201 articles from TUESDAY 14.11.2023

Microplastics come from everywhere—yes, that includes sex toys

As more research reveals how many microplastic particles humans are ingesting and absorbing in their bloodstreams, Duke and Appalachian State researchers led by Joana Sipe and Christine Hendren have examined a source for microplastic absorption many would not have considered: sex toys.

Study reveals unfair representation of migrant domestic workers in mistreatment cases in Chinese media

Most Chinese-language media reports concerning migrant domestic workers (MDW) in Hong Kong fail to report their mistreatment factually, independently and critically, and focus on news appeal while neglecting the deeper roots of this important issue, related to power and the interplay of gender, race, ethnicity, and class, according to a recent study by Lingnan University.

Satellite images bring Serbia’s hidden Bronze Age megastructures to light

More than 3000 years ago during the Bronze Age, people across Eurasia formed massive trade networks that tied the continent together. But the Pannonian Plain, an open expanse that today includes parts of Romania, Hungary, and Serbia, was considered a relative hinterland. That was true even after archaeologists 2 decades ago uncovered a handful of massive Bronze Age enclosures, some...

A sweet solution: Turning winery waste into jelly

Researchers in Turkey have proposed a new sustainable solution for winery waste. In a new study published in the Journal of the Science of Food and Agriculture they have demonstrated how one of the most significant by-products from the winemaking industry can be used in gelatin-based sweets, as a low-cost natural coloring agent with added health benefits.

Researchers highlight advancements in biomedical research with enzyme-activated fluorescent probes

Enzymes, essential for normal cellular and physiological functions, are implicated in various diseases like cancer and diabetes due to their abnormal activity. Therefore, tracking enzyme activity is a valuable strategy for the diagnosis and monitoring of diseases. Conventional imaging techniques are limited by the need for contrast agents, low sensitivity, and spatio-temporal resolution.

New theory links topology and finance

In a new study published in The Journal of Finance and Data Science, a researcher from the International School of Business at HAN University of Applied Sciences in the Netherlands introduced the topological tail dependence theory—a new methodology for predicting stock market volatility in times of turbulence.

Q&A: When does shaming work?

Shame can be a powerful motivator—particularly on the world stage. Calling out human rights abuses can isolate a government; it can cause a public outcry and embarrass leaders into compliance. For many international relations scholars, shaming remains one of the best tools to combat human rights violations.

Study describes 48 new species of spiders

A paper recently published in Zootaxa documents the 48 species of ground-hunting spiders from the family Miturgidae, which can be found across Australia, particularly in arid habitats in open eucalypt forest, brigalow, mallee, heath, and desert.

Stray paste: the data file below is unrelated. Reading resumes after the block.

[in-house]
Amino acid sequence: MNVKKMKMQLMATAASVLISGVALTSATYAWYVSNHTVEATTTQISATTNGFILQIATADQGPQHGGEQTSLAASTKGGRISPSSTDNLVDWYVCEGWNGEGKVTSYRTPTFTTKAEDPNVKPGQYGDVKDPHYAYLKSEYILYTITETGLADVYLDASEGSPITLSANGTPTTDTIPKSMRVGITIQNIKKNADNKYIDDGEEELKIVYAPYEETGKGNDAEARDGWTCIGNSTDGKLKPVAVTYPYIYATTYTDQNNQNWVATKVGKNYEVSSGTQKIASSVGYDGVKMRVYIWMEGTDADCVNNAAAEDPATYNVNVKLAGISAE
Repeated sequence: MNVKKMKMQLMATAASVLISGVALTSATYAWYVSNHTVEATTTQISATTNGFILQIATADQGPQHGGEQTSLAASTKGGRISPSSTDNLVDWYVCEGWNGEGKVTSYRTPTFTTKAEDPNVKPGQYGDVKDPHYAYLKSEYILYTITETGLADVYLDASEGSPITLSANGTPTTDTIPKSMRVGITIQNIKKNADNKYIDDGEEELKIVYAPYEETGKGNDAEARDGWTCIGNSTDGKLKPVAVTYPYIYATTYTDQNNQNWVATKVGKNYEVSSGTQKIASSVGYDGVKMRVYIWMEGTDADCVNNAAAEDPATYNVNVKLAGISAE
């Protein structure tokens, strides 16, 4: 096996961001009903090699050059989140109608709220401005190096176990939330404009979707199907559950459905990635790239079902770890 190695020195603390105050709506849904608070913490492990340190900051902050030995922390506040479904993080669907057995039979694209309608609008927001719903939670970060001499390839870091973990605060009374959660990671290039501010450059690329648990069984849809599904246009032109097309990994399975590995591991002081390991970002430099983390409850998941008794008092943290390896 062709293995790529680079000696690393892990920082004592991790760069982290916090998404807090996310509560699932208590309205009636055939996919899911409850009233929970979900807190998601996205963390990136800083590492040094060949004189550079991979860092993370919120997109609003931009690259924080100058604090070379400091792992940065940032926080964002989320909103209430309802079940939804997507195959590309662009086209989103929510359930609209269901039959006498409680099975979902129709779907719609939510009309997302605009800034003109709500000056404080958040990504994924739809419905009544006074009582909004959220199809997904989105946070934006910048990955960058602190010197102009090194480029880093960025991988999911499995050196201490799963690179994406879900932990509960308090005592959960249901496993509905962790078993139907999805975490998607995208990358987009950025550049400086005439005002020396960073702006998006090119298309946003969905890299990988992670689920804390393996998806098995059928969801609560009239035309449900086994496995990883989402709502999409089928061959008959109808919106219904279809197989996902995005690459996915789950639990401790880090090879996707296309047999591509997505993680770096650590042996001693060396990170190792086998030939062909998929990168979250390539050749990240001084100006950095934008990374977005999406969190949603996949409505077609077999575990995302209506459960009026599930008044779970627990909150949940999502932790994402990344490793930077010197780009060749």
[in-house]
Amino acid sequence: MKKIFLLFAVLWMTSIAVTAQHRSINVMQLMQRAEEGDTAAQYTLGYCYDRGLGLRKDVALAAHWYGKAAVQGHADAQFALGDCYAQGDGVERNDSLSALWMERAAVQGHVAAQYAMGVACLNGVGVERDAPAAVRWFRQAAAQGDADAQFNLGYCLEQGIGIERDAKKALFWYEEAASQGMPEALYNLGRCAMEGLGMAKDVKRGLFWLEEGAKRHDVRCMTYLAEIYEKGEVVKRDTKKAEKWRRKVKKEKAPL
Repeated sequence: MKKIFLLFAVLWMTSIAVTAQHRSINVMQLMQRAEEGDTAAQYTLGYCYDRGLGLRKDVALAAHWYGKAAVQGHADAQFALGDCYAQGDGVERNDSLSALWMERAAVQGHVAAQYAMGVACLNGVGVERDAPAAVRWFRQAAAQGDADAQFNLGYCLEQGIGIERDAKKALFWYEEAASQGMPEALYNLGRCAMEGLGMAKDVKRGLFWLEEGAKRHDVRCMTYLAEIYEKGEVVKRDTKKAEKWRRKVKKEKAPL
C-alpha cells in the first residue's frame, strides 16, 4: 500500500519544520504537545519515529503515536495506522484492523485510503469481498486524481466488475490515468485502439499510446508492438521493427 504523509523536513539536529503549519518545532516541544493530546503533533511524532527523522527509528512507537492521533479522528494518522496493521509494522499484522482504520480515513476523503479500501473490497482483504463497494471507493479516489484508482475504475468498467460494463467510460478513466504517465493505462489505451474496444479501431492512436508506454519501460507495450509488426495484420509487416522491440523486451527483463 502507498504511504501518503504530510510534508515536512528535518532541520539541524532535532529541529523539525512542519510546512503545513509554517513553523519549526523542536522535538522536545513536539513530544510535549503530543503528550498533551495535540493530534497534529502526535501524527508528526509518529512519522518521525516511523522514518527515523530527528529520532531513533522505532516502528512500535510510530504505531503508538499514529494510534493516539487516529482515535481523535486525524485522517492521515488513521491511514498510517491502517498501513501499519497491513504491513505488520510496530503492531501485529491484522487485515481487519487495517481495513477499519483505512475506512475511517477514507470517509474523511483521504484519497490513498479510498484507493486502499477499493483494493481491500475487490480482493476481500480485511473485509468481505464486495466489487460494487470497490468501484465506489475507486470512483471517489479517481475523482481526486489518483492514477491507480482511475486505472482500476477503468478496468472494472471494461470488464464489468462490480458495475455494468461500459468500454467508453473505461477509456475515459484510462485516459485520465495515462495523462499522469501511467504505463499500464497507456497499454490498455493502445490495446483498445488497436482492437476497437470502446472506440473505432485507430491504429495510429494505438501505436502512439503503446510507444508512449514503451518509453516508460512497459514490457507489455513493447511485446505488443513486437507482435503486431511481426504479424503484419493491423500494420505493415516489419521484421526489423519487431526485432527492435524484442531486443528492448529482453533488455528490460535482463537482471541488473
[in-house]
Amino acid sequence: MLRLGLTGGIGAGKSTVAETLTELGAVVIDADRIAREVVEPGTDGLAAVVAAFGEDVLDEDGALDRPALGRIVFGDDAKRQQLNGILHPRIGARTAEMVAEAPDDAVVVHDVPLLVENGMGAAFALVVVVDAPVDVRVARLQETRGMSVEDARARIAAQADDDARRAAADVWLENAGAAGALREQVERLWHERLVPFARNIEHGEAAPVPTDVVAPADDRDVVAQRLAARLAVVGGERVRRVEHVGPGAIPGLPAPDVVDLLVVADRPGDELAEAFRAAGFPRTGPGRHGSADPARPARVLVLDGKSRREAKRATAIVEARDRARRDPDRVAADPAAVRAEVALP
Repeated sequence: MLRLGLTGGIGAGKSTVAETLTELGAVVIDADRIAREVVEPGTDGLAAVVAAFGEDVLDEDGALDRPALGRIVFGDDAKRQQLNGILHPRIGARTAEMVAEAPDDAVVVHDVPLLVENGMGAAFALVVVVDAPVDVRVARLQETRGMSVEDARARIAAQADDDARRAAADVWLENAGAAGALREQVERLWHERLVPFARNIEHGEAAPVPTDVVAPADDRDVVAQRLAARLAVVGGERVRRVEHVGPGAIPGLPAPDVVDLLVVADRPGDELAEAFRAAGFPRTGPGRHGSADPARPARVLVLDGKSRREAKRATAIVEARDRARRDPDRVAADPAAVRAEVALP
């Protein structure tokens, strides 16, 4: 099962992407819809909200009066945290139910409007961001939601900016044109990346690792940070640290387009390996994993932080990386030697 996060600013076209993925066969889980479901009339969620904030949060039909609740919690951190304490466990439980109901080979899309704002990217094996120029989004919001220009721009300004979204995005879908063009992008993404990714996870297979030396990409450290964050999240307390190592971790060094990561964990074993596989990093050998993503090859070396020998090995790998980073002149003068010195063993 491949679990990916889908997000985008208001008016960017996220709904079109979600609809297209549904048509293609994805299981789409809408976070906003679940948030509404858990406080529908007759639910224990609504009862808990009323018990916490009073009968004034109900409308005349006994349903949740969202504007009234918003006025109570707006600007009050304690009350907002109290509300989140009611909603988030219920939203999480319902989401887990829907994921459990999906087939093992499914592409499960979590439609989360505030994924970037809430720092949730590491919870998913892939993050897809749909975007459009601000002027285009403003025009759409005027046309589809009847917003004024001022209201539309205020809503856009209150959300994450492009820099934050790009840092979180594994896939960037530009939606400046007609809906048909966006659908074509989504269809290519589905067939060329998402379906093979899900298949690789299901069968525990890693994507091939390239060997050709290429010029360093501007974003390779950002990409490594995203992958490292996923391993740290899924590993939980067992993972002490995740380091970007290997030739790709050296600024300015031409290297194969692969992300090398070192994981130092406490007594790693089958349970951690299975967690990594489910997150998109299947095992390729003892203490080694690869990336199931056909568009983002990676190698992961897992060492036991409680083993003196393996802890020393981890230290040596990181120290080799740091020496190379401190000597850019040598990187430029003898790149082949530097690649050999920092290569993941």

Bioengineers send cardiac muscle samples into space to study heart cell biology in microgravity

Mount Sinai's Cardiovascular Research Institute is sending bioengineered human heart muscle cells and micro-tissues into space for the first time on NASA's 29th SpaceX commercial resupply services mission, which launched Thursday, November 9. The "SpaceX CRS-29" mission is sending scientific research to the International Space Station (ISS), where the samples will stay for approximately 30 days...

Australia’s top science agency faces scrutiny over industry influence

Australia’s leading research agency is facing questions about possible ethical lapses after a U.S. law firm released documents suggesting some of its scientists did not disclose that they had allowed oil giant BP to review studies prior to publication in a journal or presentation at a conference. “It’s a mystery why BP’s legal team would be reviewing independent...

Five ways NASA supercomputing takes missions from concept to reality

NASA high-end computing plays a key role in taking many agency missions from concept to application in the real world. From increasing accuracy of global weather forecasts for forecast entities (like NOAA) to warn of severe storms, to designs for future air taxis to safely fly people around urban areas, to parachute design tests for landing spacecraft on the moon and other planets, our...

New feline coronavirus blamed for thousands of cat deaths in Cyprus

When thousands of cats started to die this year on the Mediterranean island of Cyprus, nicknamed the “island of cats” for its 1-million-strong feline population, the crisis made international news. The animals had fevers, swollen bellies, and lethargy—symptoms that pointed to feline infectious peritonitis (FIP), a common condition caused by a type of cat coronavirus. But scientists...